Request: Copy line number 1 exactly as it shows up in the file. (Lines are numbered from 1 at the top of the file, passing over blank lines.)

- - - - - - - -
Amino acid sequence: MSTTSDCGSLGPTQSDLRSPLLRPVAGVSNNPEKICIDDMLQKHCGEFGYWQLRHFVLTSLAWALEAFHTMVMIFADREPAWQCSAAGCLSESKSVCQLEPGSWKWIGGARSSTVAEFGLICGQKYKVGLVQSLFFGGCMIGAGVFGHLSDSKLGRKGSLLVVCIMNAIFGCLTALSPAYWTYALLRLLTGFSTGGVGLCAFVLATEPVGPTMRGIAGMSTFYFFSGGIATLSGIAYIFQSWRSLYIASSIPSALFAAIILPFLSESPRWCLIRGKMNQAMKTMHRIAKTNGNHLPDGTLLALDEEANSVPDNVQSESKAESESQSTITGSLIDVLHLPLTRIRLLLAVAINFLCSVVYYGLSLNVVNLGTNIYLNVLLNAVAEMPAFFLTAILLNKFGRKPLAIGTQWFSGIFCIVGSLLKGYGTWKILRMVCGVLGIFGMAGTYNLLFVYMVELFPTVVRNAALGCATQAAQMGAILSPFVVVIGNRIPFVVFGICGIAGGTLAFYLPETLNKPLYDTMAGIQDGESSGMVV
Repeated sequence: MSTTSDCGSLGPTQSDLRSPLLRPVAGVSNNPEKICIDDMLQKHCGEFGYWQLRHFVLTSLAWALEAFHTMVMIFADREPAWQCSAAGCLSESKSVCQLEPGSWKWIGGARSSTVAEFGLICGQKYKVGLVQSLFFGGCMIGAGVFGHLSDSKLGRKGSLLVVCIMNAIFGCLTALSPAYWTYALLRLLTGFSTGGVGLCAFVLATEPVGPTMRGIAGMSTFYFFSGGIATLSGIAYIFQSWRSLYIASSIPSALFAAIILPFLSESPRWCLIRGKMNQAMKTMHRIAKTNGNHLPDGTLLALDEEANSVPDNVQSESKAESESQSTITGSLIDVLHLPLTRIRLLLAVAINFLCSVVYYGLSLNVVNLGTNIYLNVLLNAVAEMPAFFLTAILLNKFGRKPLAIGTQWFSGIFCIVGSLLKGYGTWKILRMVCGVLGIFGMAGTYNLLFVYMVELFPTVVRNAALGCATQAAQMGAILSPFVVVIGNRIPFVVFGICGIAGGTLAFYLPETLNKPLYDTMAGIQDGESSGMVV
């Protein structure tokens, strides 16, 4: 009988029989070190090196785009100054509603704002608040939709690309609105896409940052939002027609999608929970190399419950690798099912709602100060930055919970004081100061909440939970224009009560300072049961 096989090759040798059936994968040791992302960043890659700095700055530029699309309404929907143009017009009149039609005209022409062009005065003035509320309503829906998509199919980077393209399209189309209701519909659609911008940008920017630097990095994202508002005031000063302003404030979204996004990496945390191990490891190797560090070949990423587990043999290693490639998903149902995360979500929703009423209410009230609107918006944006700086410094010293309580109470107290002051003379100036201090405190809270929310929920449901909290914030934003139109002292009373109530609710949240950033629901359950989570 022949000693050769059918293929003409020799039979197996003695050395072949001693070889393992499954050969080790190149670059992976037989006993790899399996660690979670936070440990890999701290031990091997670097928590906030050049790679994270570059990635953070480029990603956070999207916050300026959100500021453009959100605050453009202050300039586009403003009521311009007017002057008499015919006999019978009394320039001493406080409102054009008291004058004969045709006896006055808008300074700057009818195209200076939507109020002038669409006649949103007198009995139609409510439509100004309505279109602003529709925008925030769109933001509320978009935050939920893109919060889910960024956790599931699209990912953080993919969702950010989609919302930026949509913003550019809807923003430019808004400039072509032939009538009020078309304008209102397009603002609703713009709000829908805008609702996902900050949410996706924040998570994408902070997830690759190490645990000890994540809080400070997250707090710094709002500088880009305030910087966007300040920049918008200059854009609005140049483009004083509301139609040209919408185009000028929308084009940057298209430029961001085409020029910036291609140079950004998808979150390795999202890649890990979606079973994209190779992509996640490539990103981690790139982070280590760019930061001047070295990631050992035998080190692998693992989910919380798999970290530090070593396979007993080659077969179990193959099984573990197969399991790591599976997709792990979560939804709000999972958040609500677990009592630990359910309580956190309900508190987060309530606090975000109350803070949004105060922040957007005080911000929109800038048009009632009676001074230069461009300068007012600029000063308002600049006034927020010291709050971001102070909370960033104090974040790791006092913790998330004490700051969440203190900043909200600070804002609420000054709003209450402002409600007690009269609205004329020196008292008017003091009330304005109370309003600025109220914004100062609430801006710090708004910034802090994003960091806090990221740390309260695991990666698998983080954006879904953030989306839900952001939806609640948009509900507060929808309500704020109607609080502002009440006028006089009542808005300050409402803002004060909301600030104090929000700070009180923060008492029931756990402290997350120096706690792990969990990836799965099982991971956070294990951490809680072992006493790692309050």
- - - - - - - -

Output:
Amino acid sequence: MSTTSDCGSLGPTQSDLRSPLLRPVAGVSNNPEKICIDDMLQKHCGEFGYWQLRHFVLTSLAWALEAFHTMVMIFADREPAWQCSAAGCLSESKSVCQLEPGSWKWIGGARSSTVAEFGLICGQKYKVGLVQSLFFGGCMIGAGVFGHLSDSKLGRKGSLLVVCIMNAIFGCLTALSPAYWTYALLRLLTGFSTGGVGLCAFVLATEPVGPTMRGIAGMSTFYFFSGGIATLSGIAYIFQSWRSLYIASSIPSALFAAIILPFLSESPRWCLIRGKMNQAMKTMHRIAKTNGNHLPDGTLLALDEEANSVPDNVQSESKAESESQSTITGSLIDVLHLPLTRIRLLLAVAINFLCSVVYYGLSLNVVNLGTNIYLNVLLNAVAEMPAFFLTAILLNKFGRKPLAIGTQWFSGIFCIVGSLLKGYGTWKILRMVCGVLGIFGMAGTYNLLFVYMVELFPTVVRNAALGCATQAAQMGAILSPFVVVIGNRIPFVVFGICGIAGGTLAFYLPETLNKPLYDTMAGIQDGESSGMVV